What to do when the president is, er, off his rocker

Basically, at the moment, nothing — even though the guy has his finger on the nuclear button.

The New Yorker has a piece by Jeannie Suk Gersen, a Harvard law professor, asking the question “Will Trump be the death of the Goldwater rule?”

“The class of professionals best equipped to answer these questions”, she writes,

has largely abstained from speaking publicly about the President’s mental health. The principle known as the “Goldwater rule” prohibits psychiatrists from giving professional opinions about public figures without personally conducting an examination, as Jane Mayer wrote in this magazine in May. After losing the 1964 Presidential election, Senator Barry Goldwater successfully sued Fact magazine for defamation after it published a special issue in which psychiatrists declared him “severely paranoid” and “unfit” for the Presidency. For a public figure to prevail in a defamation suit, he must demonstrate that the defendant acted with “actual malice”; a key piece of evidence in the Goldwater case was Fact’s disregard of a letter from the American Psychiatric Association warning that any survey of psychiatrists who hadn’t clinically examined Goldwater was invalid.

There’s something comical about this, in the sense that if any of these august professionals did indeed conduct an examination of the president, then they would be bound by patient confidentiality and so would be unable to contribute to a public discussion on his mental state.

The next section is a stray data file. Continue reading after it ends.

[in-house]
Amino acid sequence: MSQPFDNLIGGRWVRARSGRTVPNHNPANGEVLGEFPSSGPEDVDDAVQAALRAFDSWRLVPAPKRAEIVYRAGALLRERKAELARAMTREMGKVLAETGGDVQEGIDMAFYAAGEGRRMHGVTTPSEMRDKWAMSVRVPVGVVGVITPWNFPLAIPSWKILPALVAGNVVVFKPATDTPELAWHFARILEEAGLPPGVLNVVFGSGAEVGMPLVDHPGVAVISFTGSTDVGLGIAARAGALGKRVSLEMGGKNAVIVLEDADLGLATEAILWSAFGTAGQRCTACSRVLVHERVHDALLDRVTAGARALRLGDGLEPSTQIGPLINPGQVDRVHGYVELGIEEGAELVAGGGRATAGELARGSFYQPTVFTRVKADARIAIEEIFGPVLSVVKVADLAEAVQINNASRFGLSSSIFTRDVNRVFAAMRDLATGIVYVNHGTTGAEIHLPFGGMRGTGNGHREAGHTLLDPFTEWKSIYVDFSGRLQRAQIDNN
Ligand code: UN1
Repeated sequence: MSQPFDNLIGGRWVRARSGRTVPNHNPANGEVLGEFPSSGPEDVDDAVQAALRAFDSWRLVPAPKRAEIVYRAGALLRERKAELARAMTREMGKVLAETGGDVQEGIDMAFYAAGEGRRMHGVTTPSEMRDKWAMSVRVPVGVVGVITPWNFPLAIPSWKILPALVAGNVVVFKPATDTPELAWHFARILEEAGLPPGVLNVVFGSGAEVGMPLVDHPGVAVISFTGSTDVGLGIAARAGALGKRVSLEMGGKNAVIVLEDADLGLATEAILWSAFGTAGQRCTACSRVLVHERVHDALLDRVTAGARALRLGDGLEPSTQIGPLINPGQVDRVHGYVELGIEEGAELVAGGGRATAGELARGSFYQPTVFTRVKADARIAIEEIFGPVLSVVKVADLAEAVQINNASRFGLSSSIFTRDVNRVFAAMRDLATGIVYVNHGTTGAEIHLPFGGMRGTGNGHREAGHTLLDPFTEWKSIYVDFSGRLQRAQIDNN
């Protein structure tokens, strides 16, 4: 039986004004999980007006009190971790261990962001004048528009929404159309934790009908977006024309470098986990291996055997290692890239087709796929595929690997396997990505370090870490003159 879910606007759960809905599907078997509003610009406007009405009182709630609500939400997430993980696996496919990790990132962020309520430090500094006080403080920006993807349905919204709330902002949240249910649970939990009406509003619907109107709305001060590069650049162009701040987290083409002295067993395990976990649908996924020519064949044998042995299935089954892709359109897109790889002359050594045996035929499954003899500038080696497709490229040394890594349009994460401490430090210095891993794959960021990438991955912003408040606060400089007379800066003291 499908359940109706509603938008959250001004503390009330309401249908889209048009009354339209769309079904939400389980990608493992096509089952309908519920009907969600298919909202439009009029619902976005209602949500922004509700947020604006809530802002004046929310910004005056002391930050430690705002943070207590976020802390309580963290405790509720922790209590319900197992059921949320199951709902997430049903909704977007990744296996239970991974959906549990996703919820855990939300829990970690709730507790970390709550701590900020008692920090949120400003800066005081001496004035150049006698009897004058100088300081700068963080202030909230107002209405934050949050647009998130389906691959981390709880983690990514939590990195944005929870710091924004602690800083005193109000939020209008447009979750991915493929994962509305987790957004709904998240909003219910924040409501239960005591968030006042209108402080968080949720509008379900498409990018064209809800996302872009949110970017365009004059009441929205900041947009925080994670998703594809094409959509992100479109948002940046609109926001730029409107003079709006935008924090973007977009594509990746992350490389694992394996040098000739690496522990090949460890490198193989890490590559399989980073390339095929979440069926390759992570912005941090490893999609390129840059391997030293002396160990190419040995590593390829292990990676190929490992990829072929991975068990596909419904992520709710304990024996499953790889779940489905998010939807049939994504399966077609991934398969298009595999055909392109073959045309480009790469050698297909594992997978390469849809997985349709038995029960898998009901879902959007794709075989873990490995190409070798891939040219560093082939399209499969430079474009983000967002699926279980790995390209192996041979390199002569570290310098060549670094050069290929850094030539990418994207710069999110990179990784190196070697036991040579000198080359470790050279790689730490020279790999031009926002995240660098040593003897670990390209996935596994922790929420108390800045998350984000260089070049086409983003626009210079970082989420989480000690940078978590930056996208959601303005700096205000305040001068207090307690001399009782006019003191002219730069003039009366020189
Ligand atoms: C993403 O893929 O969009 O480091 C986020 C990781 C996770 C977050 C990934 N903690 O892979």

Not being a psychiatrist, I am unfettered by these considerations and indeed performed my own examination of the question some time ago. I dug out the Mayo Clinic’s list of the symptoms and causes of ‘Antisocial Personality Disorder’ (aka sociopathy) and concluded that Trump ticked most of the boxes. I also quoted the only commentator I could find who openly approached the question of whether Trump is unhinged — Andrew Sullivan — and who had also concluded in the affirmative.

Now here’s a good Freedom of Information request

CREW [Citizens for Responsibility and Ethics in Washington] have lodged a Freedom of Information request with the US Treasury Department. They are seeking:

  • copies of all records concerning authorization for and the costs of Treasury Secretary Steven Mnuchin’s use of a government plane to travel to Lexington, Kentucky on Monday, August 21, accompanied by his wife Louise Linton.